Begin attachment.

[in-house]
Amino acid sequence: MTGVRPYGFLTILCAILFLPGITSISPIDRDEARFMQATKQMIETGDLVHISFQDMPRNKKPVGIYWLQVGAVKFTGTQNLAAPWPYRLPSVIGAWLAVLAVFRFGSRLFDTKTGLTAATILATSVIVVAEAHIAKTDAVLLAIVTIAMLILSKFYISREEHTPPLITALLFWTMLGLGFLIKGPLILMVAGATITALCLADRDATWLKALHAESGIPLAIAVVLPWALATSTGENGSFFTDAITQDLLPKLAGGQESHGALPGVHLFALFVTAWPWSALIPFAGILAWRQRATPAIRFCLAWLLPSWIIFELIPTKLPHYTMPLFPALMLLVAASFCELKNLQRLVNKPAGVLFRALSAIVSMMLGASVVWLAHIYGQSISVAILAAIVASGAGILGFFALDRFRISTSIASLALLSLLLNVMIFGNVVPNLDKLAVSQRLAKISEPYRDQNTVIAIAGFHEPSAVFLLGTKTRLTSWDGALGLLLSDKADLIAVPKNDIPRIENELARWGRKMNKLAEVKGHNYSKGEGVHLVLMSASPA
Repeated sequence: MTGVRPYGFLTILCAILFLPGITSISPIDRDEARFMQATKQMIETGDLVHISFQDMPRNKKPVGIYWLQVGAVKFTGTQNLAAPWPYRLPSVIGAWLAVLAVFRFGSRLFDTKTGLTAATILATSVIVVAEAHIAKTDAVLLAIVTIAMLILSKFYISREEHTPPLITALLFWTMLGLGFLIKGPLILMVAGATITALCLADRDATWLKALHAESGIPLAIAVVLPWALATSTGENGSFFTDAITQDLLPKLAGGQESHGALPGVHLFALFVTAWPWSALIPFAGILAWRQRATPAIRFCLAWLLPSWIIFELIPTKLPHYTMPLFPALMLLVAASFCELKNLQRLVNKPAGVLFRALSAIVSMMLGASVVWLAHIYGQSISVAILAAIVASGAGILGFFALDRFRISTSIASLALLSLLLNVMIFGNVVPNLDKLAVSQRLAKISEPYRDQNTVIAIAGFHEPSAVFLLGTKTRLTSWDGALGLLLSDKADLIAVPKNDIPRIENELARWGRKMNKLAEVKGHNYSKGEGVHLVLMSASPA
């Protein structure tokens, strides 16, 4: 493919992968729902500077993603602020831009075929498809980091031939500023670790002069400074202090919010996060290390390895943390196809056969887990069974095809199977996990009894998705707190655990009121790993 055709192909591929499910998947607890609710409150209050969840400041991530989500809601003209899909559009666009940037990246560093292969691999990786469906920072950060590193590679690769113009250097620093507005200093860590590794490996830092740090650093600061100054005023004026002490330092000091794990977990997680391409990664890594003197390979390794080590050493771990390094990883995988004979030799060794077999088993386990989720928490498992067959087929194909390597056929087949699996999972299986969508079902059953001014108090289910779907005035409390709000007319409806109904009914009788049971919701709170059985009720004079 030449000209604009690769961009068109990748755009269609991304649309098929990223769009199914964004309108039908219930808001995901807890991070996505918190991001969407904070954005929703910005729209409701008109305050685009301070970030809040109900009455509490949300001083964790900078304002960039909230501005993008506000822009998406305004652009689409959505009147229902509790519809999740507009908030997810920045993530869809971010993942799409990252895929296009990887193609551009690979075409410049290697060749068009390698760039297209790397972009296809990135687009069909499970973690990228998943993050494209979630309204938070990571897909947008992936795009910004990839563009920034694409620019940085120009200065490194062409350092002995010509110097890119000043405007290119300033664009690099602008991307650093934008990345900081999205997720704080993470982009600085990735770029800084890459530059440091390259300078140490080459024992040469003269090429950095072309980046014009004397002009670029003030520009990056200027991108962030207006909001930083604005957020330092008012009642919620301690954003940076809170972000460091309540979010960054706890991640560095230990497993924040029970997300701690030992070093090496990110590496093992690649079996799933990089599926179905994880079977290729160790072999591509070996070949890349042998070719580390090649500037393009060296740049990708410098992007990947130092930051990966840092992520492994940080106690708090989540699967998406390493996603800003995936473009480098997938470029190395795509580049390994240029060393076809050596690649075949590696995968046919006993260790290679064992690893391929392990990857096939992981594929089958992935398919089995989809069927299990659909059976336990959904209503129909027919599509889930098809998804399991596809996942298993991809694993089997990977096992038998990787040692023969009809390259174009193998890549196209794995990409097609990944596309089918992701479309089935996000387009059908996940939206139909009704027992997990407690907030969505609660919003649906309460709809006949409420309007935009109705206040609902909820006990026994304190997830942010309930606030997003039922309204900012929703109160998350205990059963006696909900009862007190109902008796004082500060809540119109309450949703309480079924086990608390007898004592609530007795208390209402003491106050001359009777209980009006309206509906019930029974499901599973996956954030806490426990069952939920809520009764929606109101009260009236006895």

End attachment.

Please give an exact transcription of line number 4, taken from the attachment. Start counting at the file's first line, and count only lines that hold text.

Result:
């Protein structure tokens, strides 16, 4: 493919992968729902500077993603602020831009075929498809980091031939500023670790002069400074202090919010996060290390390895943390196809056969887990069974095809199977996990009894998705707190655990009121790993 055709192909591929499910998947607890609710409150209050969840400041991530989500809601003209899909559009666009940037990246560093292969691999990786469906920072950060590193590679690769113009250097620093507005200093860590590794490996830092740090650093600061100054005023004026002490330092000091794990977990997680391409990664890594003197390979390794080590050493771990390094990883995988004979030799060794077999088993386990989720928490498992067959087929194909390597056929087949699996999972299986969508079902059953001014108090289910779907005035409390709000007319409806109904009914009788049971919701709170059985009720004079 030449000209604009690769961009068109990748755009269609991304649309098929990223769009199914964004309108039908219930808001995901807890991070996505918190991001969407904070954005929703910005729209409701008109305050685009301070970030809040109900009455509490949300001083964790900078304002960039909230501005993008506000822009998406305004652009689409959505009147229902509790519809999740507009908030997810920045993530869809971010993942799409990252895929296009990887193609551009690979075409410049290697060749068009390698760039297209790397972009296809990135687009069909499970973690990228998943993050494209979630309204938070990571897909947008992936795009910004990839563009920034694409620019940085120009200065490194062409350092002995010509110097890119000043405007290119300033664009690099602008991307650093934008990345900081999205997720704080993470982009600085990735770029800084890459530059440091390259300078140490080459024992040469003269090429950095072309980046014009004397002009670029003030520009990056200027991108962030207006909001930083604005957020330092008012009642919620301690954003940076809170972000460091309540979010960054706890991640560095230990497993924040029970997300701690030992070093090496990110590496093992690649079996799933990089599926179905994880079977290729160790072999591509070996070949890349042998070719580390090649500037393009060296740049990708410098992007990947130092930051990966840092992520492994940080106690708090989540699967998406390493996603800003995936473009480098997938470029190395795509580049390994240029060393076809050596690649075949590696995968046919006993260790290679064992690893391929392990990857096939992981594929089958992935398919089995989809069927299990659909059976336990959904209503129909027919599509889930098809998804399991596809996942298993991809694993089997990977096992038998990787040692023969009809390259174009193998890549196209794995990409097609990944596309089918992701479309089935996000387009059908996940939206139909009704027992997990407690907030969505609660919003649906309460709809006949409420309007935009109705206040609902909820006990026994304190997830942010309930606030997003039922309204900012929703109160998350205990059963006696909900009862007190109902008796004082500060809540119109309450949703309480079924086990608390007898004592609530007795208390209402003491106050001359009777209980009006309206509906019930029974499901599973996956954030806490426990069952939920809520009764929606109101009260009236006895």